Council asks for residents’ help following an increase in illegal fires

Members of the public are being asked to help East Cambridgeshire District Council tackle the burning issue of illegally setting fire to commercial waste.

Tyres, fridges, treated wood, plastics, paint canisters and building materials are among the contents regularly being set on fire across the district.

As well as causing toxic fumes for residents and polluting the environment, the illegal blazes can get out of control or create the risk of an explosion because of the build-up of gasses.

Anyone who sees a fire which is out of control or a risk to people or animals should contact 999. Anyone who spots what they believe to be an illegal fire, or a dark plume of smoke, is also asked to contact the Council on 01353 665555 as soon as possible so officers can investigate.

Over the past year, the Council has received 36 calls about illegal commercial fires, five of which were reported in the space of four weeks..

The majority are caused by traders or builders unwilling to pay for a certified waste carrier to take rubbish to an official recycling centre, opting instead for what they believe to be the cheaper and quicker option of burning waste on-site.

Councillor Julia Huffer, who chairs the Council’s Operational Services Committee, said: “I would encourage anyone who is thinking of having a fire to really stop and think about the consequences first. As well as polluting the environment and being unpleasant for residents, a fire which gets out of control can cause hundreds of thousands of pounds worth of damage to property and can lead to serious health risks or even death for unsuspecting people or animals.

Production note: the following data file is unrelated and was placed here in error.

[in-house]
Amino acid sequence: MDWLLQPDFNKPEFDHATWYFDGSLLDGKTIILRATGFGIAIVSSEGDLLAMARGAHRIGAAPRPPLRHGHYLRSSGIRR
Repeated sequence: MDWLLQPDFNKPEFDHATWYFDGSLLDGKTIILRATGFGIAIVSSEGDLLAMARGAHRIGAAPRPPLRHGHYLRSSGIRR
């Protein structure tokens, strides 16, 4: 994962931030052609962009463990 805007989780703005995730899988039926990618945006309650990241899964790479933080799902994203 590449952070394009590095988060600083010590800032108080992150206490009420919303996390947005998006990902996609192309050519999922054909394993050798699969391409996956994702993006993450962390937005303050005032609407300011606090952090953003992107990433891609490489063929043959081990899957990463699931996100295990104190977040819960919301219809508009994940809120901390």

“Our aim is to stop this happening by educating people and providing guidance in the first instance. However, legal action which can lead to fines of thousands of pounds and possible prison sentences will be taken against repeat offenders.”

It is an offence under the Environmental Protection Act 1990 to keep, treat or dispose of waste in a way that causes pollution of the environment or harm to human health, except in accordance with an environmental permit. Anyone found guilty of this offence could face fines of up to £50,000 or, in serious circumstances, could be sent to prison for up to 12 months. This Act also imposes a “duty of care” on businesses in respect to their waste. Anyone who disposes of waste by burning it is likely not to comply with their duty of care.

Under the Clean Air Act 1993 it is also illegal to emit dark smoke from any trade or industrial premises. Dark smoke is produced by a range of materials such as rubber, plastics and often general mixed waste. Fines can be up to £20,000.

 

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